Confused, annoyed, frustrated, worried! All these words describe the anxious young student contemplating what to major in or what career path to choose. Some people know from birth and till this day quote, “I knew since I was 10 years old that I wanted to be a doctor, and here I am in medical school years later.” Yes, a select few do in fact have this innate conviction of what they will be doing in the future, but what about those who are indecisive and happen to change their mind? Those who are easily influenced and those who have way too many interests to choose just one major? Taking all these questions into consideration, here are some things to think about when making your decision.
First of all, the somewhat cliché saying is true, you have to pursue something you love, or at least something you like. This will be your number one motivation throughout your career. So, if you don’t enjoy it? Why bother?
Another tip to take into consideration is that no position is permanent. You are free to test the waters, and try new things to find out what exactly you like and what you don’t like. You are not limited by your degree, your work experience, or by your connections. Truthfully, the only person who can limit yourself is you. If you are genuinely interested in a lot of different things, it is up to you to actively seek after opportunities that will help you hone your skills. This leads to my next point. If you know someone who is already an active participant in something you’re interested in, speak to him/her about it.
Find yourself a role model and be proactive. Asking a few questions or shadowing a professional could be all the help you need to narrow down the field that is best suited for you. Most likely, the easiest way to figure this out would be through an internship. Internships give you the chance to learn hands on rather than sitting in a classroom for hours listening to a lecture that you can’t relate to the real world. If you want to be a writer, write in a journal on a daily basis, email a few writers you know, or write for your school paper. If you want to be a nurse, volunteer at your local hospital, complete a rotational program over the summer, or find someone who is in a position you want to be in and ask him or her a few questions.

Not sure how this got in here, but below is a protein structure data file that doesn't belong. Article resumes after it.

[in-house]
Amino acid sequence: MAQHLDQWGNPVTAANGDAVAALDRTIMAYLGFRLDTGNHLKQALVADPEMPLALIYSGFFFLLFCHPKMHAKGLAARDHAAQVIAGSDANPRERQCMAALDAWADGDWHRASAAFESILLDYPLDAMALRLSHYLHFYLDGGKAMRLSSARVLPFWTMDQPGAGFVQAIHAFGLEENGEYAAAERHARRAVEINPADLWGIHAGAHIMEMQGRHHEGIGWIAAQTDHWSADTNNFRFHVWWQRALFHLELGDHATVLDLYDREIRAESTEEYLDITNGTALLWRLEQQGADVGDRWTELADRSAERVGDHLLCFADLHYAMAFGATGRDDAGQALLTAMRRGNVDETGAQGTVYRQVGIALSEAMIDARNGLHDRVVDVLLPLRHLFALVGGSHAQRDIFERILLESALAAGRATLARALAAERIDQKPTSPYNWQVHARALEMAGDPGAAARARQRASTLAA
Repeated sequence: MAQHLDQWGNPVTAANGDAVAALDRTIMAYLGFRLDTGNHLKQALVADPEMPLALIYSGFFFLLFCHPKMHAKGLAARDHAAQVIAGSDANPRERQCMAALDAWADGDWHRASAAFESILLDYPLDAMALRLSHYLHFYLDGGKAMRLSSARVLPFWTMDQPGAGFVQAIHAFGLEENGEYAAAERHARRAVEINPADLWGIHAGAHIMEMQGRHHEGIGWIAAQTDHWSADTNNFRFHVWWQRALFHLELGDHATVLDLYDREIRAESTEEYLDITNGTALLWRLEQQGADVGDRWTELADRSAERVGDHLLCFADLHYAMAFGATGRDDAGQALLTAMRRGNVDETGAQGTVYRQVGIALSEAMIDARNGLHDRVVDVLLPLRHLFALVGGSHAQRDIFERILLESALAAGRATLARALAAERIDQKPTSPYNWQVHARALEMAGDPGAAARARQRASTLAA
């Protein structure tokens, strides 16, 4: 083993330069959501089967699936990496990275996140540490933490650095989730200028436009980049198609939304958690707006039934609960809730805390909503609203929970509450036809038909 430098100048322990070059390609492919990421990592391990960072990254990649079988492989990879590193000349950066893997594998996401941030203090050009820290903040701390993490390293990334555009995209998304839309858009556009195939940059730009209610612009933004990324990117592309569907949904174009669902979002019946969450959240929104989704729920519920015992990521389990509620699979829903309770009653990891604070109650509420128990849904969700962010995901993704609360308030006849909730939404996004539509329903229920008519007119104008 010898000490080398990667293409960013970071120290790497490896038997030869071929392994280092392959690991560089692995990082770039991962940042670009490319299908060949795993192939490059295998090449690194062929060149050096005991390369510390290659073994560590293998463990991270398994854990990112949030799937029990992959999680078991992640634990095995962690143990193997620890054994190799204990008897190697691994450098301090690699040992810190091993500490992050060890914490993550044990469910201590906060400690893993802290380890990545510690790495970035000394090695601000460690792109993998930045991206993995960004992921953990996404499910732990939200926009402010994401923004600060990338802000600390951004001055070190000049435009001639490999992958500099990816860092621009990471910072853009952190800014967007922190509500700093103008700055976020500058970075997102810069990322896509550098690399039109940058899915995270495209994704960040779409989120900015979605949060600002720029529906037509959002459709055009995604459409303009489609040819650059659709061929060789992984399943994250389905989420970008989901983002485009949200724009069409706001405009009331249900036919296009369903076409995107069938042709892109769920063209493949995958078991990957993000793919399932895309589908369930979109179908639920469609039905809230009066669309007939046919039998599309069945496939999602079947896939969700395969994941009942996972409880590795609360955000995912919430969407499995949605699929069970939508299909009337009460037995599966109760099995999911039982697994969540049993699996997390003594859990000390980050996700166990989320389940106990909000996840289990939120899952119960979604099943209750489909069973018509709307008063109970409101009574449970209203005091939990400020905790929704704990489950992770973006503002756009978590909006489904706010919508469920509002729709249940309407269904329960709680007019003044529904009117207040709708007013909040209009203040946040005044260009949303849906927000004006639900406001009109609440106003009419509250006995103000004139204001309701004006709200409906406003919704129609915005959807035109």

Don’t be afraid to go after what you want. Determination is key and in the end, you will have a clearer idea of what you want to do. After all, experience is the best teacher. So, sit back and take notes while you cross a few possible career options off your list.
Aside from gaining the real world experience you need, it is also very important to realize that just because you have many interests does not mean you have to pursue all of those interests professionally. You may want to choose whatever you love the most as your career path, and leave your other talents as something to do on the side. You may even choose to venture into them at a later time in your life.
Please, keep these tips in mind and give yourself one less problem to stress about. Choosing your career path is not about doing what your parents or relatives want you to do. It is not about doing what gets you the most money. It is not about getting that incredible car of your dreams or sheik wardrobe. It is about fulfilling your aspirations and doing what you enjoy. The saying goes that "do something you love, and you will never have to work a day in your life."
So, close your ears to the voice of negativity, explore your options, shorten your list of choices, and take your pick. Now, what you thought was challenging becomes easy. The path is right in front of you.